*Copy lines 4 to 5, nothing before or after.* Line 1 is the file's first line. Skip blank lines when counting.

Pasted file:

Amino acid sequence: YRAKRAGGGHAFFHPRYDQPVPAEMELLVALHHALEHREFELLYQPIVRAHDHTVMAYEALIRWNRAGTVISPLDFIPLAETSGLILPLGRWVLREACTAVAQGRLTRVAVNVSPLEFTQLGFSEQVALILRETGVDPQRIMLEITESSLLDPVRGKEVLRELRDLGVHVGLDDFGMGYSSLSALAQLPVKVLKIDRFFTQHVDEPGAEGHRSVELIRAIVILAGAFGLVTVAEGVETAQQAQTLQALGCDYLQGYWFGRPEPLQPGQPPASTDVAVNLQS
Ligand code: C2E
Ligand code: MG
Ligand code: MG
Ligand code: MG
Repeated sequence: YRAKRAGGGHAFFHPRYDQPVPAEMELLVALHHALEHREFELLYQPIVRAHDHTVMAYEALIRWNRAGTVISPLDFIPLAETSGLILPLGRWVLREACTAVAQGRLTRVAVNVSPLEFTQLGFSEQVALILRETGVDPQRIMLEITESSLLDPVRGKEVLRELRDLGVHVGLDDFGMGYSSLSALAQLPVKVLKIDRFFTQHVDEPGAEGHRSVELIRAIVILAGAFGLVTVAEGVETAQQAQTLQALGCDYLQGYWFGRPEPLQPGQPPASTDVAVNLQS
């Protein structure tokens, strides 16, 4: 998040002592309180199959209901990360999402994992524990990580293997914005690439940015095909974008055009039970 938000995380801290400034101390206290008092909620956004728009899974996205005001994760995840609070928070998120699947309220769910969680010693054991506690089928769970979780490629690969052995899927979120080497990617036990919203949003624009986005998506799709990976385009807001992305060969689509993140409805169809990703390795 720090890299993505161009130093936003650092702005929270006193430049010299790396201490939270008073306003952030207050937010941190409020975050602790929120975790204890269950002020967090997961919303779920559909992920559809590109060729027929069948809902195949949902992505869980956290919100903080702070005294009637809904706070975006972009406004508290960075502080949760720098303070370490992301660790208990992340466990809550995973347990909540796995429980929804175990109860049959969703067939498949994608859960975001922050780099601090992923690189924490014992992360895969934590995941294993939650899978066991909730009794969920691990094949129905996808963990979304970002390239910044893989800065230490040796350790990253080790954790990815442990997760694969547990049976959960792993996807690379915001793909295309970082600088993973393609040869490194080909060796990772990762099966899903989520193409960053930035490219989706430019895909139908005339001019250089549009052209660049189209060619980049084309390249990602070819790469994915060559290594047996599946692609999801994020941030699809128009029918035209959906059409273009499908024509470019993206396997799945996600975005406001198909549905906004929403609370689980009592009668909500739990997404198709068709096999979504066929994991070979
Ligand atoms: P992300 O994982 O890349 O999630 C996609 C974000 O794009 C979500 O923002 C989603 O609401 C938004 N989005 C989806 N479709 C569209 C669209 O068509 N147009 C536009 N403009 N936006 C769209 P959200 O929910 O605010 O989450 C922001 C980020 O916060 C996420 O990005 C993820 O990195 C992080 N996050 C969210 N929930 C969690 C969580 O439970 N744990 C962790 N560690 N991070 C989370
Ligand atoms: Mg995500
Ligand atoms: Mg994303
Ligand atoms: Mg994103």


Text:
Ligand code: MG
Ligand code: MG